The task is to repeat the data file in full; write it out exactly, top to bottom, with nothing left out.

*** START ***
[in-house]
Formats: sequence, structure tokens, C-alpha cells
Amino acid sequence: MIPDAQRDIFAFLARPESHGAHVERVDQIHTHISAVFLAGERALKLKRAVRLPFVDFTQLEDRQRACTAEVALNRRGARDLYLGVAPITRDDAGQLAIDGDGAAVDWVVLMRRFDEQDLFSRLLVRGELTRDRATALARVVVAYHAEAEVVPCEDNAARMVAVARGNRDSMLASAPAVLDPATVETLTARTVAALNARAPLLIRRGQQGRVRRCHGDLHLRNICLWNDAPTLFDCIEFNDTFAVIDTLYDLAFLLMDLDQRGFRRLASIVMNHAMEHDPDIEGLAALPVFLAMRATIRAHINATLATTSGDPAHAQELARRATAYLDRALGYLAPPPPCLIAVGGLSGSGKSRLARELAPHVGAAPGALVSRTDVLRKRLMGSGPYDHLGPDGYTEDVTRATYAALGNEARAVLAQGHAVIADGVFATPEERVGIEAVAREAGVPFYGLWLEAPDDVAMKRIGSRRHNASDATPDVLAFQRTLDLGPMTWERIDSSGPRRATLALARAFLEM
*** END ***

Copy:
[in-house]
Formats: sequence, structure tokens, C-alpha cells
Amino acid sequence: MIPDAQRDIFAFLARPESHGAHVERVDQIHTHISAVFLAGERALKLKRAVRLPFVDFTQLEDRQRACTAEVALNRRGARDLYLGVAPITRDDAGQLAIDGDGAAVDWVVLMRRFDEQDLFSRLLVRGELTRDRATALARVVVAYHAEAEVVPCEDNAARMVAVARGNRDSMLASAPAVLDPATVETLTARTVAALNARAPLLIRRGQQGRVRRCHGDLHLRNICLWNDAPTLFDCIEFNDTFAVIDTLYDLAFLLMDLDQRGFRRLASIVMNHAMEHDPDIEGLAALPVFLAMRATIRAHINATLATTSGDPAHAQELARRATAYLDRALGYLAPPPPCLIAVGGLSGSGKSRLARELAPHVGAAPGALVSRTDVLRKRLMGSGPYDHLGPDGYTEDVTRATYAALGNEARAVLAQGHAVIADGVFATPEERVGIEAVAREAGVPFYGLWLEAPDDVAMKRIGSRRHNASDATPDVLAFQRTLDLGPMTWERIDSSGPRRATLALARAFLEM